Need updates/tweaks to our base14 fonts

Brent's picture

We are looking for a designer to update our recently acquired Base14 fonts. The fonts which we acquired were rendered with old software and need to be sized to better match today’s base-14 fonts as well as smoothed.

If you or anyone you know of have the skills to do this and are available for hire please let me know.

Thank you

Brent
brent@docudesk.com

Si_Daniels's picture

Hi Brent,

Please excuse me while I try to translate this into language easier for people on this list to understand.

The Base-14 fonts are Helvetica (normal, bold, italic, bold italic), Times (normal, bold, italic, bold italic), Courier (normal, bold, italic, bold italic), Symbol and ZapfDingbats.

You've acquired a set of compatible fonts, but they don't look as good as the original set and you need a type designer to clean up the outlines, adjust metrics etc., to make them render better.

Is that what you're asking?

Cheers, Si

twardoch's picture

For a while, I thought Brent means a version of these:
http://www.myfonts.com/fonts/emigre/base-9-and-12/

A.

Si_Daniels's picture

Same here - I had to do some research to try to work out what base 14 meant ;-)

canderson's picture

Brent, are these fonts going to be embedded within Doudesk? Could you elaborate a bit on what you think makes the current fonts inferior? I would guess that the metrics need to stay identical to what people expect. I would also generally think that people would want to use the base fonts that ship with their OS. Is that not accurate?

Thomas Phinney's picture

Heh, didn't even think that people might not know what the "base 14" reference meant. But if you weren't into DTP in the mid-80s, you might not have dealt with that particular set (within a couple of years it was the "base 35" instead).

One reason to have some set of core fonts ship with an application is that the application developer may want to be sure that the users have identical fonts, regardless of platform. That leads the app developer to need to bundle some fonts with the app.

Of course, simply knocking off somebody else's fonts instead of either licensing them or doing something new is rather dubious ethics, but that's another question. I have to concede that Times and Helvetica have been knocked off so many times now that somehow doing still more knockoffs of those two seems a lot less troubling than doing the same to, say, Sabon and Syntax.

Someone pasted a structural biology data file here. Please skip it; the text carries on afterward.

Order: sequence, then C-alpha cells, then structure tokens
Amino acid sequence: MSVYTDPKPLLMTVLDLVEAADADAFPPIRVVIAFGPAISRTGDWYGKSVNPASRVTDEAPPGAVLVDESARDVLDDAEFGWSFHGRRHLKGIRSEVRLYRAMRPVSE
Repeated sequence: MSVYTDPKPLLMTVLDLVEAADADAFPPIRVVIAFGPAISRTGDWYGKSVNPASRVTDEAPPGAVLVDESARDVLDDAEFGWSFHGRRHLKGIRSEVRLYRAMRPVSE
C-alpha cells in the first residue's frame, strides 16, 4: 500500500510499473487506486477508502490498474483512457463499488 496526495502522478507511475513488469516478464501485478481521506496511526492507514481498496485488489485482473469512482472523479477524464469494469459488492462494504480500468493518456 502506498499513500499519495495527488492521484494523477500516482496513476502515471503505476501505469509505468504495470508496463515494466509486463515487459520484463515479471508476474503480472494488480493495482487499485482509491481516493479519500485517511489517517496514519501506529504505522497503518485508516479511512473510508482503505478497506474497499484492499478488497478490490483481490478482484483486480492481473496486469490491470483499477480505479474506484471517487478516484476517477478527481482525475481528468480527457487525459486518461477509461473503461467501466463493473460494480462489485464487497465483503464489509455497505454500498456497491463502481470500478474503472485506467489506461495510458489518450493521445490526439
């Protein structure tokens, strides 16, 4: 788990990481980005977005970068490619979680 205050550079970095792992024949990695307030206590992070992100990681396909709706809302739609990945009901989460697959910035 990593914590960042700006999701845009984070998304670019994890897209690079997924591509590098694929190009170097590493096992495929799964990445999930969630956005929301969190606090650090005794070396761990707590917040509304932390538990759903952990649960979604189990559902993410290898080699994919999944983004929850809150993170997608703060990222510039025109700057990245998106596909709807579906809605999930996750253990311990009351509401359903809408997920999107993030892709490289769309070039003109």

T

Si_Daniels's picture

I don't know what fonts Brent has acquired - but it's certainly possible to make fonts based on existing fonts metrics that would not be considered knock-offs - Monotype's Thorndale and Albany being a case in point. Interestingly we've seen a few recent cases of custom fonts that were designed to match the metrics of Arial - Personally I have nothing but admiration for a type designer who can make a new design work within the constraints of another font's metrics.

Mark Simonson's picture

In one of my first jobs (at a weekly newspaper) we had a Compugraphic Compuwriter Jr. This was one of the most inexpensive typesetting machines of its time. The oddest thing about it was that all of its fonts shared the same set of widths. There were gears which would be used to scale the widths as a group up or down for a particular font and size. Some fonts looked better than others, but none of them looked really good.

(And, talk about primitive: It had an 18-character red LED display and you could only load two fonts of one size at a time. And the two fonts were made in fixed pairs. This meant that you couldn't set a line of type with more than two fonts in it. But, "luckily," you could set the third style separately and paste it over one of the other two, since it had the same character widths. AND I lived in a cardboard box in the middle of the street.)

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